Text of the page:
Get the highlights in your inbox every week.
Making a musical light show with the Raspberry Pi
Create your own musical light show with Raspberry Pi
Last Thanksgiving, I took some time off from work and was looking for a fun project to work on during my downtime. I decided to check out Raspberry Pi. After a quick search on Amazon, I ordered the CanaKit Raspberry Pi B+ Ultimate Starter Kit.
The kit arrived the Friday before Thanksgiving, and I wasted no time getting to work. I didn't need another computer running Linux at home, so my interest in the Raspberry Pi focused on what its hardware could offer that my laptops couldn't.
When I unboxed the kit and saw all the LEDs and wires that came with it, the first thing that came to mind was Osborne Family Spectacle of Dancing Lights at Disney's Hollywood Studios. I had no idea if I'd be able to get the Pi to light up any of those LEDs, but if I could just understand how to make software interact with hardware at this level, my investment would be worth it.
First, being completely biased to anything Fedora or Red Hat-based, I decided to use NOOBS to install Pidora. But as cool as the Fedora spinoff was, I quickly realized it wasn't the Linux distribution I needed to make my Christmas light show.
I went with the Raspberry Pi's recommendation and installed Raspbian. It quickly proved itself to be the better distribution for the job for a few reasons:
- raspi_config allowed me to do quite a bit of configuration changes to the Raspberry Pi right off the bat.
- Raspbian's out-of-the-box needed about 50 percent less memory than Pidora, which is HUGE for a little piece of hardware that has 512 MB!
- It came with Mathematica, Scratch, Sonic Pi, and the Python libraries I needed to do some coding with the GPIO pins.
- The Raspberry Pi book (and foundation) recommend Raspbian, so I had two places to look for guidance and examples.
By Friday night, I had the Pi connected to my TV and Wi-Fi. With Raspbian installed, I ran an:
apt-get update && apt-get upgrade to update the OS and was ready to dive in to all the extras that came with the kit.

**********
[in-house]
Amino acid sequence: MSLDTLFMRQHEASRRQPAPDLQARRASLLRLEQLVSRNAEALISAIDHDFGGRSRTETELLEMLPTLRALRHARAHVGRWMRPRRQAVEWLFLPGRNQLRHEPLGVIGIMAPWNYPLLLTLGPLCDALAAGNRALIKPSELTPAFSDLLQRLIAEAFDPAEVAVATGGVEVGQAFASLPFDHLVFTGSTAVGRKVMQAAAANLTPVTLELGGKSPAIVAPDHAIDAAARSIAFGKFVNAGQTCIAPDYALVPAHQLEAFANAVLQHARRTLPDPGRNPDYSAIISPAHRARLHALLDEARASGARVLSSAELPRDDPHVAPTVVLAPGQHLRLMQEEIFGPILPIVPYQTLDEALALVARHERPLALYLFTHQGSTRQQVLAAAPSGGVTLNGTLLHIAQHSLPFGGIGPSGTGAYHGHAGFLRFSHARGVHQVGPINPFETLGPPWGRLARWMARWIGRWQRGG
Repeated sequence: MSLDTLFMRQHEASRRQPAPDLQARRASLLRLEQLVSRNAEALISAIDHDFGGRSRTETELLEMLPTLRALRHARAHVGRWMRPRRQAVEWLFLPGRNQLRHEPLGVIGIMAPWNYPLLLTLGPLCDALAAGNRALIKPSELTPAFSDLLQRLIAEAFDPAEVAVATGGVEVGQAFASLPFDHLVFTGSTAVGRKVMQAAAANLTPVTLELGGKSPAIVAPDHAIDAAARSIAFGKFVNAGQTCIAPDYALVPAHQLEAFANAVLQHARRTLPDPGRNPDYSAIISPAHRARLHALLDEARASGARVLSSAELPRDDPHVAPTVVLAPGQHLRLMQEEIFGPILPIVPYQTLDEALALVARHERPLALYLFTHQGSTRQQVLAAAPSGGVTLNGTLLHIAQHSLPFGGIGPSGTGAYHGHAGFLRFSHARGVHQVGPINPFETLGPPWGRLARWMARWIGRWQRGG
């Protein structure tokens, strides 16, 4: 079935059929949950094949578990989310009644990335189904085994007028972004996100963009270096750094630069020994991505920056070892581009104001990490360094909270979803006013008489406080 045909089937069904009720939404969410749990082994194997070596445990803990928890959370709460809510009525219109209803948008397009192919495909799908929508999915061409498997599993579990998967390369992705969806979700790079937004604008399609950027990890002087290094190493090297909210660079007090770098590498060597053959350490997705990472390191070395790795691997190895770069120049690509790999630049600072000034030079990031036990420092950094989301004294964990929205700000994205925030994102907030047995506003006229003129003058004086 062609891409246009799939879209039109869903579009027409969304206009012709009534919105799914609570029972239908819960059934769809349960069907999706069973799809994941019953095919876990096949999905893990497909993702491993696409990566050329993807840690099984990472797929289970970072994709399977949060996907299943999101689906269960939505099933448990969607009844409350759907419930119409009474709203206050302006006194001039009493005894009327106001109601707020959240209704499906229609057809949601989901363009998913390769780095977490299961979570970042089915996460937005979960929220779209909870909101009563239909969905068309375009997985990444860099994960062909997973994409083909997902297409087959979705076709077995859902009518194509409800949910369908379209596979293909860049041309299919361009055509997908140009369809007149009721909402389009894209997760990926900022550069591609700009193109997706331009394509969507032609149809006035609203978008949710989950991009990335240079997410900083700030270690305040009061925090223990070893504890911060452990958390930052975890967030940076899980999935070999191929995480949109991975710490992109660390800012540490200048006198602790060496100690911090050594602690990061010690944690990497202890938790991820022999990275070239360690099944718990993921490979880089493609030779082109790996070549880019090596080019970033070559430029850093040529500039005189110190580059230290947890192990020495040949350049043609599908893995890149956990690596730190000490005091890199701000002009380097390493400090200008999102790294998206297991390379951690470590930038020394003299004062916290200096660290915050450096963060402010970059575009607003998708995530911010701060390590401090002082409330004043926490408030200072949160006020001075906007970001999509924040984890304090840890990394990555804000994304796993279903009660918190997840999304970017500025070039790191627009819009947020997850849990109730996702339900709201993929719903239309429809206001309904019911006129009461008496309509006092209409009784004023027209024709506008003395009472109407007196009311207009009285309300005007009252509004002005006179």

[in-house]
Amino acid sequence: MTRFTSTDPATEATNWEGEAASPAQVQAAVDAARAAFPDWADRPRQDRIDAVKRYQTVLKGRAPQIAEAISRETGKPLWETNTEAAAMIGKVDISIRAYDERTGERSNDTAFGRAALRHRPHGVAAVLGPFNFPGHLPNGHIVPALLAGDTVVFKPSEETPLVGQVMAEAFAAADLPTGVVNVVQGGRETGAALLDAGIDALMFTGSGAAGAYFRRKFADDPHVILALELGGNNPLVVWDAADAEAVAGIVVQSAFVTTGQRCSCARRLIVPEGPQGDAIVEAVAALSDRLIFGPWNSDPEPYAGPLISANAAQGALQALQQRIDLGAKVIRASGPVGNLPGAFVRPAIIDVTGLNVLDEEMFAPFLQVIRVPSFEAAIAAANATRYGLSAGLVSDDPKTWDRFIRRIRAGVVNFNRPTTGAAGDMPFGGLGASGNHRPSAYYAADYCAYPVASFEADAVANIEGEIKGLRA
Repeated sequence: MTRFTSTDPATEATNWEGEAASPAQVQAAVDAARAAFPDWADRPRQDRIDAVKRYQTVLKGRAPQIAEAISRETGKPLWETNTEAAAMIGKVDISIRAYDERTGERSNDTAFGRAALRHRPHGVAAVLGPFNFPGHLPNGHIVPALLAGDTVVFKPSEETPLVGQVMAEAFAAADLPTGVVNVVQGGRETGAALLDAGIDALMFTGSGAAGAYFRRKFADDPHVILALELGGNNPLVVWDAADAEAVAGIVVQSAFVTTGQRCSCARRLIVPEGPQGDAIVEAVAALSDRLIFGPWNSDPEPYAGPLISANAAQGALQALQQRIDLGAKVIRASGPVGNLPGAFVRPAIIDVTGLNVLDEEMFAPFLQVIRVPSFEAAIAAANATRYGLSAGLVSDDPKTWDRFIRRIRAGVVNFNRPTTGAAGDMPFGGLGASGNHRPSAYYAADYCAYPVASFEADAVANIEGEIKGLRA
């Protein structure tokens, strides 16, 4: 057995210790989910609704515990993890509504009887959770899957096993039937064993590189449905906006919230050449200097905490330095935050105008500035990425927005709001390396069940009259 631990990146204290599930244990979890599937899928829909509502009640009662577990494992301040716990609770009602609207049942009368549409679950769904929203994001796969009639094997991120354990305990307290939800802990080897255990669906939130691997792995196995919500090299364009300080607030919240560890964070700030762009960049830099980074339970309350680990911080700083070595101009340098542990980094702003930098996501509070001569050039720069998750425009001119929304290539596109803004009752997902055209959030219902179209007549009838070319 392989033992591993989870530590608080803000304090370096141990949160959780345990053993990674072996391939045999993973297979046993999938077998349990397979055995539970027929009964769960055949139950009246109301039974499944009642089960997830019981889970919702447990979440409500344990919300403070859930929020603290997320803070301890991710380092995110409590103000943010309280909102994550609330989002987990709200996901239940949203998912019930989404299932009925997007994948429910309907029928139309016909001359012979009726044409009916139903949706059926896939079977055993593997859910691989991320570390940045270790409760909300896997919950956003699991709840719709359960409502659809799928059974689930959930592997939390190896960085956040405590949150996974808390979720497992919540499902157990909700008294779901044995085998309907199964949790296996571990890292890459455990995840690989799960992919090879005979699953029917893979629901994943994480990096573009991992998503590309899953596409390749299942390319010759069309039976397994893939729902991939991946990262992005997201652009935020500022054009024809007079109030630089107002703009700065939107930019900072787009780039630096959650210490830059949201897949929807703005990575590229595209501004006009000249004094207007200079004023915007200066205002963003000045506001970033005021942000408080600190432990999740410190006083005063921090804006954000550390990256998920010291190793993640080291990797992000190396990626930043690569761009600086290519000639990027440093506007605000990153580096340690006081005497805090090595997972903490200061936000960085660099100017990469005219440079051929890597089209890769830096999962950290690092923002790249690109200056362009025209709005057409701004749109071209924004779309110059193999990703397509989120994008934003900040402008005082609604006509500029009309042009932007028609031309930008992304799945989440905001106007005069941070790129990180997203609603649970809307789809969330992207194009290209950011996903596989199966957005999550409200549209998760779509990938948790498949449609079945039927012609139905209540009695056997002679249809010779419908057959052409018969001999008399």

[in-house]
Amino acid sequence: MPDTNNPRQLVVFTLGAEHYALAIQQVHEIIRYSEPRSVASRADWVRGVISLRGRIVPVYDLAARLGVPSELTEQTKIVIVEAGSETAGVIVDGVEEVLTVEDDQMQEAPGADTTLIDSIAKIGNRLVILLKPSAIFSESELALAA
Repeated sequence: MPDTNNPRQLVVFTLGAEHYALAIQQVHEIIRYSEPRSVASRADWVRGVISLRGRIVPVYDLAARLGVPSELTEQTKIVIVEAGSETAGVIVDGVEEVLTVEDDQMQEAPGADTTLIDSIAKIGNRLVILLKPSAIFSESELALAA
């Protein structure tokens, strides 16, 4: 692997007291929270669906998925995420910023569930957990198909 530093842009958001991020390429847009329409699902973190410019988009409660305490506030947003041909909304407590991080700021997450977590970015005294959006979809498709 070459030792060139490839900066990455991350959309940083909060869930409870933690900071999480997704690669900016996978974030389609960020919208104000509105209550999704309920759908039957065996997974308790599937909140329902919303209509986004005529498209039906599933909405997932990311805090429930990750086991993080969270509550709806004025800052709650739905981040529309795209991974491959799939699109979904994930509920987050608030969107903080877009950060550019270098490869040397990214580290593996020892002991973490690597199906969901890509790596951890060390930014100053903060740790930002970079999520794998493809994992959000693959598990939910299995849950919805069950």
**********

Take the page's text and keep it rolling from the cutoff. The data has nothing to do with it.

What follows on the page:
I had learned a little about electricity in high school and college, but never really had a chance to apply that knowledge anywhere else. Terms like "breadboard," "jumper wires," "resistors," "current," and "voltage" weren't foreign to me, but I had very little hands-on experience with them. So, what did I do? Googled them!
First, I used this video to learn about the breadboard, LEDs, and resistors. I then applied that concept to the CanaKit. Here's a video with a quick video I made of how I put it all together:
Now that I had the lights working, the next step was making the LEDs "listen to music" and blink accordingly?
With another Google search and I found an awesome open source project called: LightshowPi. I quickly realized that the idea of an Osborne Family Spectacle of Dancing Lights of my own wasn't such a silly idea after all. After joining the LightshowPi Google+ Community, I read up on a few tips and tricks for setting up my very own light show.
I went ahead and ordered the next part of the puzzle: a Sainsmart eight-channel 5V solid state relay (SSR) module board. It took a couple of weeks to arrive at my doorstep, but when it did I went to the store right away to buy the rest of the materials I needed for my light show.
Once I tested the connection with the board, it was time for me hook up the Christmas lights I was going to put on my Christmas tree. The final result was simply one of the most satisfyingly geeky things I have ever done. For most of December, I left my Raspberry Pi connected to my Christmas tree. With a simple SSH client on my phone, I could easily start/stop the show any time I wanted.
Here's the final result:
Below is a comprehensive set of steps you can take to make your own:
- Watch the breadboard tutorial.
- Watch my canakit tutorial.
- Once you are comfortable with that, look at the LightshowPi project. Learn how to use it. Here's an example of the LEDs being controlled by LightshowPi.
- Join LightshowPi's Google+ community, read up the projects and photos there.
- Once you've done all that and understand what's going, order the Sainsmart eight-channel 5V solid state relay module board. (mine took two weeks to arrive)
- Watch this video on how to connect your Raspberry Pi to the SSR board.
- Purchase six polarized extension cords at Target: five for the light string and one for the power source. I only used five of the eight channels on the SSR board.
- Following this step-by-step guide, cut the wires and daisy chain the power source into the relay, and that's it!
Note: Make sure you have something to cut the wires with, a small screwdriver to tighten the SSR board slots, electrical tape, and a jackknife.
This article is part of the Open Hardware Connection column coordinated by Rikki Endsley. Share your stories about the growing open hardware community and the fantastic projects coming from makers and tinkers around the world by contacting us at email@example.com.